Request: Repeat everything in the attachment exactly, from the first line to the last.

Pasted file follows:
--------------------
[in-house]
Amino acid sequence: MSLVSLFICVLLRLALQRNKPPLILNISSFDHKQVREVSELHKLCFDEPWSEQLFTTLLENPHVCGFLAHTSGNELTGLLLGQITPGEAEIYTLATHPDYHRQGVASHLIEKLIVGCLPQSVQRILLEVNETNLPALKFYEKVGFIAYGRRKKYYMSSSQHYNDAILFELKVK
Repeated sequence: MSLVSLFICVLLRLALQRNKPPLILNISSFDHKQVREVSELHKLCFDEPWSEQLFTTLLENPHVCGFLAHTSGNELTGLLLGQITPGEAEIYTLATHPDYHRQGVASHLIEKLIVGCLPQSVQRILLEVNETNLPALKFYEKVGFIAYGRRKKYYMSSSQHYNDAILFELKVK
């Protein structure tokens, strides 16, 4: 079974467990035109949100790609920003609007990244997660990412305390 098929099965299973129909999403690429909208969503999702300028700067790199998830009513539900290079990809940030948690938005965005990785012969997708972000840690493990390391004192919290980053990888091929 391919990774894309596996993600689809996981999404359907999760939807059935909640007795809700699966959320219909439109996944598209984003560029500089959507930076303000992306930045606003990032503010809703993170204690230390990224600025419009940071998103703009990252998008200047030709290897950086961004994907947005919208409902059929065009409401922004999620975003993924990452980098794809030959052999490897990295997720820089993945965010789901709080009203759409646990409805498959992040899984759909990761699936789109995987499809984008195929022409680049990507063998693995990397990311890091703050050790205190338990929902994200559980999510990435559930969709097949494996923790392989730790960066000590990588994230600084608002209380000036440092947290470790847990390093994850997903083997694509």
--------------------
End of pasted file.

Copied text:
[in-house]
Amino acid sequence: MSLVSLFICVLLRLALQRNKPPLILNISSFDHKQVREVSELHKLCFDEPWSEQLFTTLLENPHVCGFLAHTSGNELTGLLLGQITPGEAEIYTLATHPDYHRQGVASHLIEKLIVGCLPQSVQRILLEVNETNLPALKFYEKVGFIAYGRRKKYYMSSSQHYNDAILFELKVK
Repeated sequence: MSLVSLFICVLLRLALQRNKPPLILNISSFDHKQVREVSELHKLCFDEPWSEQLFTTLLENPHVCGFLAHTSGNELTGLLLGQITPGEAEIYTLATHPDYHRQGVASHLIEKLIVGCLPQSVQRILLEVNETNLPALKFYEKVGFIAYGRRKKYYMSSSQHYNDAILFELKVK
């Protein structure tokens, strides 16, 4: 079974467990035109949100790609920003609007990244997660990412305390 098929099965299973129909999403690429909208969503999702300028700067790199998830009513539900290079990809940030948690938005965005990785012969997708972000840690493990390391004192919290980053990888091929 391919990774894309596996993600689809996981999404359907999760939807059935909640007795809700699966959320219909439109996944598209984003560029500089959507930076303000992306930045606003990032503010809703993170204690230390990224600025419009940071998103703009990252998008200047030709290897950086961004994907947005919208409902059929065009409401922004999620975003993924990452980098794809030959052999490897990295997720820089993945965010789901709080009203759409646990409805498959992040899984759909990761699936789109995987499809984008195929022409680049990507063998693995990397990311890091703050050790205190338990929902994200559980999510990435559930969709097949494996923790392989730790960066000590990588994230600084608002209380000036440092947290470790847990390093994850997903083997694509």